Category Archives: Technology
During the plenary session of the 2015 User Conference last week in San Diego, I shared some of the big themes we are pursuing as we innovate the ArcGIS platform. For those of you who were unable to see the plenary, I’ll share some highlights of our work here.
ArcGIS is an integrated Web GIS that is supported by services. These are abstracted in a geoinformation model that’s managed by the portal, and then accessible by a number of apps, which are the growing part of this system.
As we continue to grow and expand the ArcGIS platform, our focus is on creating useful technology and supporting our users. In our work pursuing this goal, a number of themes have emerged. Continue reading
Today at the Esri User Conference in San Diego, Esri announced a new initiative to build a collaborative community for R and ArcGIS users.
Esri has been teaching and promoting integration with R at the User Conference and Developer Summit for several years. During this time we have seen significant increase in interest, and received useful feedback from our ArcGIS users and R users about a variety of needs and techniques for integrating ArcGIS and R. Based upon this feedback, we are working with ArcGIS and R users to develop a community to promote learning, sharing, and collaboration. This community will include a repository of free, open source, R scripts, geoprocessing tools, and tutorials.
I recently sat down with Steve Kopp, Senior Product Engineer on the spatial analysis team, and Dawn Wright, Esri’s Chief Scientist to talk about what this focus on building a bridge to the R community means for ArcGIS users and other users of R. Continue reading
Today, ArcGIS is more than a software product. It is a platform that takes advantage of organizations’ huge information inventories.
Platforms have changed the way society shares information, communicates, and collaborates. From Amazon to Apple, a variety of platforms on our devices remember who we are and call up the information we need to get the most out of our time. We move seamlessly from desktops, web browsers, tablets, and smartphones. Wouldn’t it be great if our professional platforms worked so smoothly?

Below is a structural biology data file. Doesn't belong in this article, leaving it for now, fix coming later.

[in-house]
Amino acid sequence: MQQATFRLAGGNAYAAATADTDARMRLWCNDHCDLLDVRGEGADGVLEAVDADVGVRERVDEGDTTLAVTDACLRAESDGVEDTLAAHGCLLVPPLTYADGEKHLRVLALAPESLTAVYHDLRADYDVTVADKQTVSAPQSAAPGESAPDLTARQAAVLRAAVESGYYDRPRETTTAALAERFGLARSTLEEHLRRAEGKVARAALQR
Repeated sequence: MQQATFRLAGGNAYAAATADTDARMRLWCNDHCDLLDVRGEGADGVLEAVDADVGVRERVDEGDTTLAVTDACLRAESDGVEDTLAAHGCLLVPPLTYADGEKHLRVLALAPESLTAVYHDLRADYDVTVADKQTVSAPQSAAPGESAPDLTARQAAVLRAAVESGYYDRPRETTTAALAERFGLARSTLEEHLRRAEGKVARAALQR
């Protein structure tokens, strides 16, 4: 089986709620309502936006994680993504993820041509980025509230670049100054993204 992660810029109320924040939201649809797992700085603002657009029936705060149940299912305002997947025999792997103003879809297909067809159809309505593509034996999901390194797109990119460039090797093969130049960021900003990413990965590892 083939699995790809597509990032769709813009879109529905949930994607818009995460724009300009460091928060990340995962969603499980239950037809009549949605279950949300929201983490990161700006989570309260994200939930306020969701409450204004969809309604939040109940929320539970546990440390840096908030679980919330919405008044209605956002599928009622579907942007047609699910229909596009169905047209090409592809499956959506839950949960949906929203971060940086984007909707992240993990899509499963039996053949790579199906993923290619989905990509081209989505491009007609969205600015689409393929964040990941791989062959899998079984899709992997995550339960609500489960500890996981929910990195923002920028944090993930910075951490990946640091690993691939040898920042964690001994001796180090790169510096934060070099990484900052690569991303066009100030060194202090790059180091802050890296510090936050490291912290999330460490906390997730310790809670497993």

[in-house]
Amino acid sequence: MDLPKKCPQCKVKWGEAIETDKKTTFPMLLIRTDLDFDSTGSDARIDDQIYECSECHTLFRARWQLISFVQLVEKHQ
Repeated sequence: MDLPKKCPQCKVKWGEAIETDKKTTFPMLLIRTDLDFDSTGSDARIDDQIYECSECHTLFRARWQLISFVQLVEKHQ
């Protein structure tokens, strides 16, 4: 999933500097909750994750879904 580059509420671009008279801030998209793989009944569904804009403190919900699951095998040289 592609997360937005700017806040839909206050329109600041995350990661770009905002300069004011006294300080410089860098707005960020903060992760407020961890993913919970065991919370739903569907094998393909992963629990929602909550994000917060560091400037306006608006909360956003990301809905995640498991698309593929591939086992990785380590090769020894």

The ArcGIS platform has three parts: Continue reading
I often find myself explaining aspects of map scales to people trying to use maps. They are interested in questions about how big something shown on the map is, or how far a distance measured on the map is, or the accuracy of features depicted on the map. As the creators of the maps we must understand the nuances of maps, so that the people who use them can use them appropriately. After all, with great power comes great responsibility!
One of the areas that I find confuses people is map scales, resolution, and minimum mapping units (MMU). Continue reading
Citizens become the environmental researchers and change agents for more ecologically healthy neighborhoods and communities.
“GIS—and in particular, participatory GIS—is about communities locating themselves, spatially, according to the environment that shapes their lives. Participatory GIS is also about how communities locate themselves socially within society and finding ways to equalize imbalances around who makes decisions that determine how neighborhoods are planned and resources are managed.”
—Kirstin Miller, Executive Director of Ecocity Builders
If you want to change the quality of life in your city, you have to get people involved. The good folks at Ecocity Builders refer to this effort as “empowering ordinary citizens to claim a stake in their city’s future.” And one of the ways they make this happen is through their Ecocitizen World Map Project. Continue reading
Empowering People with Spatial Analysis Tools